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Solid-phase organik syntheses - Burdges K.

Burdges K. Solid-phase organik syntheses - John Wiley & Sons, 2000. - 283 p.
ISBN 0-471-22824-9
Download (direct link): phaseorganicsynthesis2000.pdf
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Combinatorial Organic Synthesis: The Use of Fast Ρ NMR Analysis for Gel Phase Reaction Monitoring, J. Org. Chem. 1994, 59, 7588.
42. Fitch, W. L.; Detre, G.; Holmes, C. P.; Shoolery, J. N.; Keifer, P. A. High-Resolution !H NMR in Solid-Phase Organic Synthesis, J. Org. Chem. 1994,
59, 7955.
43. Garigipati, R. S.; Adams, B.; Adams, J. L.; Sarkar, S. K. Use of Spin Ehco Magic Angle Spinning lH NMR in Reaction Monitoring in Combinatorial Organic Synthesis, J. Org. Chem. 1996, 61, 2911.
44. Nelson, J. C. Solvophobically Driven Folding of Non-biological Oligomers and the Solid-Phase Synthesis of Phenylacetylene Oligomers; Ph.D. Thesis, University of Illinois, 1997.
Solid-Phase Organic Synthesis. Edited by Kevin Burgess Copyright © 2000 John Wiley & Sons, Inc. ISBNs: 0-471-31825-6 (Hardback); 0-471-22824-9 (Electronic)
intermediate product
+ ---------------------> +
capture group captured byproduct
RAJESH V. DEVRAJ and JOHN J. PARLOW Searle/Monsanto Life Sciences Company
The requirement for life sciences disciplines to discover and optimize small molecules with a heightened sense of capacity and timeliness has led to an explosion in methodologies to synthesize organic compounds in greater
numbers and with increased efficiency. A major impetus for this requirement arose from the advent of ultra-high throughput biological screening technologies. Genomics will soon make it possible to screen compounds for activities against a myriad of potential targets of pharmaceutical and agricultural importance, thus accentuating the need for large numbers of synthetic small molecules. This triad of genomics, robust high-throughput screening, and responsive high-throughput chemical synthesis looks to become a powerful paradigm for life sciences discovery research.
During the early part of this decade, most efforts in high-throughput synthesis utilized solid phase organic synthesis (SPOS) techniques.1"3 SPOS was a natural outgrowth of earlier methods used to synthesize peptides and oligonucleotides.4 This method has several advantages over traditional solution-phase synthesis:
• Excesses of solution-phase reactants and reagents can be used to drive reactions to completion; these reagents can then be washed away from polymer-bound intermediates.
• The split-mix synthesis technique can allow geometric numbers of compounds to be prepared using an arithmetic number of reaction chambers.5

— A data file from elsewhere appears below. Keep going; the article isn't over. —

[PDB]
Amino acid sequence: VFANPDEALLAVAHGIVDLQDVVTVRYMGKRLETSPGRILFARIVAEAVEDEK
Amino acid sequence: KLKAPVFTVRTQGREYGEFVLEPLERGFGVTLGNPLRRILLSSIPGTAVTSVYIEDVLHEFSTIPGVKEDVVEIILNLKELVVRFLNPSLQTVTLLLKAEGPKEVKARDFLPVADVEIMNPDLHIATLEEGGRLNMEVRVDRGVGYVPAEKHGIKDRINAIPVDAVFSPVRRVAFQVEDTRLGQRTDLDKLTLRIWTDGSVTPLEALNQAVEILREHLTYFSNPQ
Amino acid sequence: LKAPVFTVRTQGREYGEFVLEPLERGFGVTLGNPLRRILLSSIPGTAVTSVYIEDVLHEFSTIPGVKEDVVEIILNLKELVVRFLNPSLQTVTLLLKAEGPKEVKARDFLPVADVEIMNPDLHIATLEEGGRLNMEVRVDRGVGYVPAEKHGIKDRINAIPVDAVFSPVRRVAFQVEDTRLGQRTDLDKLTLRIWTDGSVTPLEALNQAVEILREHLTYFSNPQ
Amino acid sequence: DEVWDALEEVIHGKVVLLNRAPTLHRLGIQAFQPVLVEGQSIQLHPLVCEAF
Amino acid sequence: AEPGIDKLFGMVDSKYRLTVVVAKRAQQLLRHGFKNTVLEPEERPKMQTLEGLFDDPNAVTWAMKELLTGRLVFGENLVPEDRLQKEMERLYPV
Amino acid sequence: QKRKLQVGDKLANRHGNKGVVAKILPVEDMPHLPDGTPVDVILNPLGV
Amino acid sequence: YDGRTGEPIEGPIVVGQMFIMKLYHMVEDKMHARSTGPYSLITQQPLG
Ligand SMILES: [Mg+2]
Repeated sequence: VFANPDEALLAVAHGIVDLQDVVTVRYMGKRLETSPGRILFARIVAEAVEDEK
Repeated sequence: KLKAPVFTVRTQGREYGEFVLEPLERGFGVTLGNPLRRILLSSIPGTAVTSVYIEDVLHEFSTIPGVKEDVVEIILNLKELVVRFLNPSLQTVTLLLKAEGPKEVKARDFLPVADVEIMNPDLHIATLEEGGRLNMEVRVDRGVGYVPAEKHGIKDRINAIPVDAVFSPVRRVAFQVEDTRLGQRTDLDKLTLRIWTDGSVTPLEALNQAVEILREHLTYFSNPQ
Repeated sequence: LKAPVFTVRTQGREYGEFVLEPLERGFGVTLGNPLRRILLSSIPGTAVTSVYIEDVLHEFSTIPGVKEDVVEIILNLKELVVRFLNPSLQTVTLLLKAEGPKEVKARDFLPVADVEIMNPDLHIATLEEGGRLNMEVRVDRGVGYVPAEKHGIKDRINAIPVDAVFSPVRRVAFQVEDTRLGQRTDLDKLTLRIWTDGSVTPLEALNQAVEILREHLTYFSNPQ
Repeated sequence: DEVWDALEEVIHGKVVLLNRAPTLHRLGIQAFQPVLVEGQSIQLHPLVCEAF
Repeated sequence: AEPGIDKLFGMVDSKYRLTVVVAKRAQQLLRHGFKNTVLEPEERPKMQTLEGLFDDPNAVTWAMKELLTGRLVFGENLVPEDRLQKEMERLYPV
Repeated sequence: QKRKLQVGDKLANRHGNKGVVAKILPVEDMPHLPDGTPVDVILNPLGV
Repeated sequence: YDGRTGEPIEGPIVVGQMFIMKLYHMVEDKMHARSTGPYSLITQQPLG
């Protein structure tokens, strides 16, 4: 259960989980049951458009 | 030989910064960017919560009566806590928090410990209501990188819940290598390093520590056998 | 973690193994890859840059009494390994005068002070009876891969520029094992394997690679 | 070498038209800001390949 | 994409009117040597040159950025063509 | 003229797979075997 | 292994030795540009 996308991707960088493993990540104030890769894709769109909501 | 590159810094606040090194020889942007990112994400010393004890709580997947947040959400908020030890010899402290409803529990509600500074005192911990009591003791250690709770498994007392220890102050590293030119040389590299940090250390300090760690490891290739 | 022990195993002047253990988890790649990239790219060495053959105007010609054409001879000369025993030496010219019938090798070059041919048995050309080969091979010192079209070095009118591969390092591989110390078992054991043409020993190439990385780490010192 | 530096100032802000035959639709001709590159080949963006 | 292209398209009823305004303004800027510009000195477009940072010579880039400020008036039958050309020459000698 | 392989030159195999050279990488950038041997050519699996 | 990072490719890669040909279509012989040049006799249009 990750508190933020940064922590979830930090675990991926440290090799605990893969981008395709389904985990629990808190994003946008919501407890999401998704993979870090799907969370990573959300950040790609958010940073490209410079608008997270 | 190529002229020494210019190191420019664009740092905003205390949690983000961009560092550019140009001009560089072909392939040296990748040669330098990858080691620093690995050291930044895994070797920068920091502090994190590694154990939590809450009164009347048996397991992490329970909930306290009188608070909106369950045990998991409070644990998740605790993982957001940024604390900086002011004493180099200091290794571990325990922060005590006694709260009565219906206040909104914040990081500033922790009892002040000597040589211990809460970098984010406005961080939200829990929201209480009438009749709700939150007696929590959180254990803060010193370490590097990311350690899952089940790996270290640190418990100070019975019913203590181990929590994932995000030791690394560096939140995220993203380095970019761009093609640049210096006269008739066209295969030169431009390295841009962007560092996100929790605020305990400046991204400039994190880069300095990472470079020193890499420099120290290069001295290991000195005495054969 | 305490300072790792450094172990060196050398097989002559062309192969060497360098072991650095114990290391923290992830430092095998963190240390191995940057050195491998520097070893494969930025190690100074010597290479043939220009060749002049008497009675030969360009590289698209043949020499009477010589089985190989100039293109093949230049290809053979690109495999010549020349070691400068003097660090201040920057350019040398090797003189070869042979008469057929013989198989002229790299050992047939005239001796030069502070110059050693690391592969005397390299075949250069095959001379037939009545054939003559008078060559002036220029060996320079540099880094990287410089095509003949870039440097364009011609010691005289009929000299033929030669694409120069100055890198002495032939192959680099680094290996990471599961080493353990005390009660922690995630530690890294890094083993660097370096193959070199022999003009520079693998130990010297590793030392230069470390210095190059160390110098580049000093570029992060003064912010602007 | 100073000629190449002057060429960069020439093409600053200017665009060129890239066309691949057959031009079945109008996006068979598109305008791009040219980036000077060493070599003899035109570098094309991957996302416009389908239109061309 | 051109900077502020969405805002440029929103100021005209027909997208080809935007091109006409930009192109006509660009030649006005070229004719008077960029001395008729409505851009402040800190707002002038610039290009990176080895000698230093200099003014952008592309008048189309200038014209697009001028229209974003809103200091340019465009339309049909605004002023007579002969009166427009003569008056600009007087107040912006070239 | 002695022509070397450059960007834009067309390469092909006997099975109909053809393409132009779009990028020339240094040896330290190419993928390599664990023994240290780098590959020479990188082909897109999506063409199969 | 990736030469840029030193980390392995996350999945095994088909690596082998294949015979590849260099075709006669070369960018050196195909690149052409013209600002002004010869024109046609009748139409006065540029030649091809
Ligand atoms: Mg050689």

• Chemical6-8 or radio frequency 910 tagging methods can be used for compound identification.
However, there are also some serious practical and theoretical constraints, including the following:
• Tethering of library intermediates to polymer supports requires a functionality devoted to this role; hence all library members are typically endowed with the same functional group.
• Attachment of library substrates to the support and final release of library products introduce two additional steps in a synthesis.
• Heterogeneous reactions must conform to high specifications (conversions -98% for each step) if multiple steps are to provide reasonably pure products.
• Materials released from the polymer support tend to be contaminated with truncated intermediates.
• Specialized analytical tools are required to monitor reactions and purities of polymer-supported intermediates.
• With the exception of one-step multicomponent reactions, solid-phase organic syntheses are linear, because convergent sequences would require removal of intermediates from the polymer support.11
Many laboratories have investigated alternative solution-phase strategies for preparing combinatorial libraries to overcome these limitations of solid-phase organic synthesis.12-15 This chapter reviews advances that have been made over the last two years in “polymer-assisted syntheses.”16-18 This approach is in many ways complementary to solid-phase organic synthesis. In polymer-assisted solution-phase strategies, the polymer supports are used to tether reactants, reagents, or catalysts rather than to tether library members. Functionalized supports are also often used to chemoselectively sequester solution-phase reaction species (e.g., excess reactants) during purification. Additionally, soluble bifunctional (chemically tagged) reagents can be used to mediate solution-phase reactions, with the bifunctional tag serving a post-reaction trafficking role to mediate purification. In summary, polymer-assisted solution-phase methods:
• do not require attachment of library members to a support;
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